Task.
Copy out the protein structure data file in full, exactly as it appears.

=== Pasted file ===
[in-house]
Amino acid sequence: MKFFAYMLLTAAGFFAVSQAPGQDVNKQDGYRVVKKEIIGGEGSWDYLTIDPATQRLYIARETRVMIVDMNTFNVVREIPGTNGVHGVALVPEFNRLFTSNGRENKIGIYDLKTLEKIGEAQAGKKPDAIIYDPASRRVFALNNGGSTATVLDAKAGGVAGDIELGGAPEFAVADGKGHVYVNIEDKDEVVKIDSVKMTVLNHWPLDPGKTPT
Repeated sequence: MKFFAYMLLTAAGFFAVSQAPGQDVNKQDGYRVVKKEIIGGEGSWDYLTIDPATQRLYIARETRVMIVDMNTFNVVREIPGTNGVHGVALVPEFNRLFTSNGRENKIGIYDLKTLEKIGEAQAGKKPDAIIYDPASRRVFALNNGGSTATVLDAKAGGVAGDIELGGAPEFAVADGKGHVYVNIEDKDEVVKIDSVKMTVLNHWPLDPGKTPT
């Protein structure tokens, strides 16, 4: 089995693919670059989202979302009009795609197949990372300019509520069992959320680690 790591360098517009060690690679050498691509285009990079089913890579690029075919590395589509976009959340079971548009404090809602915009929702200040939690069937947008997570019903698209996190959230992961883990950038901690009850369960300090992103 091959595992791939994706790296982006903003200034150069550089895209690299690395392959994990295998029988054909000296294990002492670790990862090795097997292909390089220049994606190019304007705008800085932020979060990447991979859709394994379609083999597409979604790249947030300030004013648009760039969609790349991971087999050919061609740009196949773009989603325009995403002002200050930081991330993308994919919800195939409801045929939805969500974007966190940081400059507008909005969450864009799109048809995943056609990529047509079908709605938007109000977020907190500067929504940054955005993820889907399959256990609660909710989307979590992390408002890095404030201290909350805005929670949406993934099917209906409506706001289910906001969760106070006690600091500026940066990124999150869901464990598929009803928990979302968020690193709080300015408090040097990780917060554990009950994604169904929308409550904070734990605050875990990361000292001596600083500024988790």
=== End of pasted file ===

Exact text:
[in-house]
Amino acid sequence: MKFFAYMLLTAAGFFAVSQAPGQDVNKQDGYRVVKKEIIGGEGSWDYLTIDPATQRLYIARETRVMIVDMNTFNVVREIPGTNGVHGVALVPEFNRLFTSNGRENKIGIYDLKTLEKIGEAQAGKKPDAIIYDPASRRVFALNNGGSTATVLDAKAGGVAGDIELGGAPEFAVADGKGHVYVNIEDKDEVVKIDSVKMTVLNHWPLDPGKTPT
Repeated sequence: MKFFAYMLLTAAGFFAVSQAPGQDVNKQDGYRVVKKEIIGGEGSWDYLTIDPATQRLYIARETRVMIVDMNTFNVVREIPGTNGVHGVALVPEFNRLFTSNGRENKIGIYDLKTLEKIGEAQAGKKPDAIIYDPASRRVFALNNGGSTATVLDAKAGGVAGDIELGGAPEFAVADGKGHVYVNIEDKDEVVKIDSVKMTVLNHWPLDPGKTPT
């Protein structure tokens, strides 16, 4: 089995693919670059989202979302009009795609197949990372300019509520069992959320680690 790591360098517009060690690679050498691509285009990079089913890579690029075919590395589509976009959340079971548009404090809602915009929702200040939690069937947008997570019903698209996190959230992961883990950038901690009850369960300090992103 091959595992791939994706790296982006903003200034150069550089895209690299690395392959994990295998029988054909000296294990002492670790990862090795097997292909390089220049994606190019304007705008800085932020979060990447991979859709394994379609083999597409979604790249947030300030004013648009760039969609790349991971087999050919061609740009196949773009989603325009995403002002200050930081991330993308994919919800195939409801045929939805969500974007966190940081400059507008909005969450864009799109048809995943056609990529047509079908709605938007109000977020907190500067929504940054955005993820889907399959256990609660909710989307979590992390408002890095404030201290909350805005929670949406993934099917209906409506706001289910906001969760106070006690600091500026940066990124999150869901464990598929009803928990979302968020690193709080300015408090040097990780917060554990009950994604169904929308409550904070734990605050875990990361000292001596600083500024988790």